full - always full device
If your system does not have /dev/full created already, it can be
created with the following commands:
mknod -m 666 /dev/full c 1 7
chown root:root /dev/full
File /dev/full has major device number 1 and minor device number 7.
Writes to the /dev/full device will fail with an ENOSPC error. This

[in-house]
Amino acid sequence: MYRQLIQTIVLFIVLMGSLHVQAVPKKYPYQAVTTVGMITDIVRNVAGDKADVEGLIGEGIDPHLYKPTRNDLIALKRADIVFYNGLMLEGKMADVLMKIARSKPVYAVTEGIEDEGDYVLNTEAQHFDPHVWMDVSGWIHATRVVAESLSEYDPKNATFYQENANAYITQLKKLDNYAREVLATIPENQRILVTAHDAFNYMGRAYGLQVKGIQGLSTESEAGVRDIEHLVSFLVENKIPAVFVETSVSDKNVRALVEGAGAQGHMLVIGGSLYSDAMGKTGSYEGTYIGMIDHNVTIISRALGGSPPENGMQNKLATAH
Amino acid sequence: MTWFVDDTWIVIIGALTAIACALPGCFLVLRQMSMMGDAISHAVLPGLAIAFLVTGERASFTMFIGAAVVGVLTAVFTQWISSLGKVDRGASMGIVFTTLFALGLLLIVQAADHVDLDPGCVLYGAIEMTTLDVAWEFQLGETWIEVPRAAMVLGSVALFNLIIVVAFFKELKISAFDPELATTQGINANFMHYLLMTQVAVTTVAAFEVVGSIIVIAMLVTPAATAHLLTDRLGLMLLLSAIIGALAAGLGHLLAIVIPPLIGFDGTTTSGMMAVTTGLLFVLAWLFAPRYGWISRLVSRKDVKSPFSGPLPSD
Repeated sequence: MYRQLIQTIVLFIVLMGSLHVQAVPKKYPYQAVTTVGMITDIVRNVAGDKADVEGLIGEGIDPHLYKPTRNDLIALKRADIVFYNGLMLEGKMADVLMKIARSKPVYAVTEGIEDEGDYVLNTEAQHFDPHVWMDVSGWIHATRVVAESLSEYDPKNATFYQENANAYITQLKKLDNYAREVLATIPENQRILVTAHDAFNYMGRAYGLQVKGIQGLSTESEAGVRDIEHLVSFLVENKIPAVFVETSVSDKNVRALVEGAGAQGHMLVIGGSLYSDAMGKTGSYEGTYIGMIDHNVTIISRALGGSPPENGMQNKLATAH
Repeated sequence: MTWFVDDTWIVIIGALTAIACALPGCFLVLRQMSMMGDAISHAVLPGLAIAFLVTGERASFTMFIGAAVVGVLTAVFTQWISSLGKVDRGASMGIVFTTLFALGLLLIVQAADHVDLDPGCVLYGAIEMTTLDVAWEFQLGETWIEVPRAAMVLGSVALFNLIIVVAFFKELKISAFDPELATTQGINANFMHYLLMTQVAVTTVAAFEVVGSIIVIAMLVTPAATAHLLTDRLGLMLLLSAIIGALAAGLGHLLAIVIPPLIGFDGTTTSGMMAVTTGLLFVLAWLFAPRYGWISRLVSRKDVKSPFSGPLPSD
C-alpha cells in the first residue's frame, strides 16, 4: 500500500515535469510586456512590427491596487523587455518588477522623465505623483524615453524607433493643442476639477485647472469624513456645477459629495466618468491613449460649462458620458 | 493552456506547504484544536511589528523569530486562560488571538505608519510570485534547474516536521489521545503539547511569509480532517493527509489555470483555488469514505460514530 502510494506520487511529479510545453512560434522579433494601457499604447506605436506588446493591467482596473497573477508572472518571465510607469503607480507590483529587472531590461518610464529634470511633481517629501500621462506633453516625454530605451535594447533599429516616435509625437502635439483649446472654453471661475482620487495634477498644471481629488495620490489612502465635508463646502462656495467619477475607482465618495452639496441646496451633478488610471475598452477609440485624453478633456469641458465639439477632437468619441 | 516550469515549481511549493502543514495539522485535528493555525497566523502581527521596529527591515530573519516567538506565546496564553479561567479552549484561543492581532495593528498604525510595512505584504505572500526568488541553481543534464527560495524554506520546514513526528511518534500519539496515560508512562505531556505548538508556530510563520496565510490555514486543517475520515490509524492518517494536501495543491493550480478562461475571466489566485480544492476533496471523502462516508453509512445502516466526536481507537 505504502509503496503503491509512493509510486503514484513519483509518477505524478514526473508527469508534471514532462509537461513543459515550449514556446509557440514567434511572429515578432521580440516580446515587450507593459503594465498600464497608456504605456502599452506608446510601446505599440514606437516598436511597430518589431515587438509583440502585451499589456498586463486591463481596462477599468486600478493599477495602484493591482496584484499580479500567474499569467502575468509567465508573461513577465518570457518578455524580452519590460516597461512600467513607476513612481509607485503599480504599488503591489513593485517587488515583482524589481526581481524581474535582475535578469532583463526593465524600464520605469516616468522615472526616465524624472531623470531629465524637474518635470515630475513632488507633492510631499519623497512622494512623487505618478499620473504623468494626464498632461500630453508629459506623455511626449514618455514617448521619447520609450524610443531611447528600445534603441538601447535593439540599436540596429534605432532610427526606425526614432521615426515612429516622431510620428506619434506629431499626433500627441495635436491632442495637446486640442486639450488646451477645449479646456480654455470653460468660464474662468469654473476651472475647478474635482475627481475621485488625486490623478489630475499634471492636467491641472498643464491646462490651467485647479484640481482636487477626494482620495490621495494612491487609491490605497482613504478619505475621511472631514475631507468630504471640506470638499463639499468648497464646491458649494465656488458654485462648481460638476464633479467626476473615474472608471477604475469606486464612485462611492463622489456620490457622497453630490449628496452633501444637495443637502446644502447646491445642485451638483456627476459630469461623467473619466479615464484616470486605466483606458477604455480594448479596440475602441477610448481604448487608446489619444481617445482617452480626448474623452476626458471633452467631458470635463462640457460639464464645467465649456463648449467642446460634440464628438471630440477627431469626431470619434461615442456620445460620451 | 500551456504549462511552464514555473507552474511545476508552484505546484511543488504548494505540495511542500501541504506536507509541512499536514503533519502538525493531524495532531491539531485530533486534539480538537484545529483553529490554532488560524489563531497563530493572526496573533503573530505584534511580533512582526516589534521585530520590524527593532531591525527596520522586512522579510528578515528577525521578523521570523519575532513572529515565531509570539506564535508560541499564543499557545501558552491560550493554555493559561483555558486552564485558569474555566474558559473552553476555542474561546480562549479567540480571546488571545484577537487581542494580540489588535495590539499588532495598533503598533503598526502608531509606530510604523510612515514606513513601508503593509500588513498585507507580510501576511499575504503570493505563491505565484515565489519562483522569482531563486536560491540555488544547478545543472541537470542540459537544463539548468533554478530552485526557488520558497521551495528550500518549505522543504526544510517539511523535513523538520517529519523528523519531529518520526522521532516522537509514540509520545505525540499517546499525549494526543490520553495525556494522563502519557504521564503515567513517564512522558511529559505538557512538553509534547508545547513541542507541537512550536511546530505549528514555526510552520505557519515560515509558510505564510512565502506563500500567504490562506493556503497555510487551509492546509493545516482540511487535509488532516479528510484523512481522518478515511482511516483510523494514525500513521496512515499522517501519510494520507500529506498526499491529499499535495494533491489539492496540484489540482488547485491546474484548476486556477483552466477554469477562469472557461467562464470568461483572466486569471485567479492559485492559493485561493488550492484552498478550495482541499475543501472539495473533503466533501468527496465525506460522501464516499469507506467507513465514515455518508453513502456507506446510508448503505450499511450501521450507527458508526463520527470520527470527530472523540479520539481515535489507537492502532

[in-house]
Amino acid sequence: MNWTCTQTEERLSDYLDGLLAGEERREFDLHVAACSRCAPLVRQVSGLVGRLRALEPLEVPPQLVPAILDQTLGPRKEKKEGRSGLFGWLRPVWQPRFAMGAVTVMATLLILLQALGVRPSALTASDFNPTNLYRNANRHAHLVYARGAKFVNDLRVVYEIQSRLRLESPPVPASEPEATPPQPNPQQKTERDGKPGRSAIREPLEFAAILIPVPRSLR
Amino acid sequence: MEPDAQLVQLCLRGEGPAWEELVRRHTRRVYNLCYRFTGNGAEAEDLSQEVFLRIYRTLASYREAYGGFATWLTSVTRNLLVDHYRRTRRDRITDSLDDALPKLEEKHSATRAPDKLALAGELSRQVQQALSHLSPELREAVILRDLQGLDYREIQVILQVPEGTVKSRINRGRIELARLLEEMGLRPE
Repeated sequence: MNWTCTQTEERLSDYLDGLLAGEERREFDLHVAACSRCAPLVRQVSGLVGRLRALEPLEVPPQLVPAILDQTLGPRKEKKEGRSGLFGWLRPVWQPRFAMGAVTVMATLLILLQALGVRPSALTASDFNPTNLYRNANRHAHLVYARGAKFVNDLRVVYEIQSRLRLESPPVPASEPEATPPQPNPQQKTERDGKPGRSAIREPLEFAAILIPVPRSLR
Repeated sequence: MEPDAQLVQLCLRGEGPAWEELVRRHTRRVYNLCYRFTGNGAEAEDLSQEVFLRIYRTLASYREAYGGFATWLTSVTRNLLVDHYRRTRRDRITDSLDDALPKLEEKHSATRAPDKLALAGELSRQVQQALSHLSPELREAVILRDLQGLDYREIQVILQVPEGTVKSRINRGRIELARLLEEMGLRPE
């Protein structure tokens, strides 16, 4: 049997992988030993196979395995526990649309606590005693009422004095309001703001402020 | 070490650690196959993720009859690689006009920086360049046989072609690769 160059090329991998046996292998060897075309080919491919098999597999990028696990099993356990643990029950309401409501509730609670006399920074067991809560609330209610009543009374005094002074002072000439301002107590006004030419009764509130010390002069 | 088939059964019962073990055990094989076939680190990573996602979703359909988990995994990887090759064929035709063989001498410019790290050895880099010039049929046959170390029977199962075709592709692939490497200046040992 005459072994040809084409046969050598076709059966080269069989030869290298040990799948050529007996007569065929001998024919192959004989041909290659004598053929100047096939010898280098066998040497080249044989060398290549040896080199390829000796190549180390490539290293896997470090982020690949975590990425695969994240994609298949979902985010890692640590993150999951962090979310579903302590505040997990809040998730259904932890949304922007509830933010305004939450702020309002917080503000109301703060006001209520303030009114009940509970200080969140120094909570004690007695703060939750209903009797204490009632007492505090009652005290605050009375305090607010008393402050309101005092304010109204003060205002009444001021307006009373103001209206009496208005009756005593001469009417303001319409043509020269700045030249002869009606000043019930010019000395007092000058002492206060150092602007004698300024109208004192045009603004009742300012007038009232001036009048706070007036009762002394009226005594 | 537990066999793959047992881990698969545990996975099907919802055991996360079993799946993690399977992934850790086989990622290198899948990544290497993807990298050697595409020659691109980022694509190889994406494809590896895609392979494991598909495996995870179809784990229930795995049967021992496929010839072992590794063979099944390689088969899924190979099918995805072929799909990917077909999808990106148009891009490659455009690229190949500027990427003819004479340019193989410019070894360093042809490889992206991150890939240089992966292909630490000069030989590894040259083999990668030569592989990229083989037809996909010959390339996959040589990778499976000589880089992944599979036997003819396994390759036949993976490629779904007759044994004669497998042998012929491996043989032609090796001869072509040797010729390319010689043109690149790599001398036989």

can be used to test how a program handles disk-full errors.
Reads from the /dev/full device will return \0 characters.
Seeks on /dev/full will always succeed.
mknod(1), null(4), zero(4)
This page is part of release 3.24 of the Linux man-pages project. A
description of the project, and information about reporting bugs, can
be found at http://www.kernel.org/doc/man-pages/.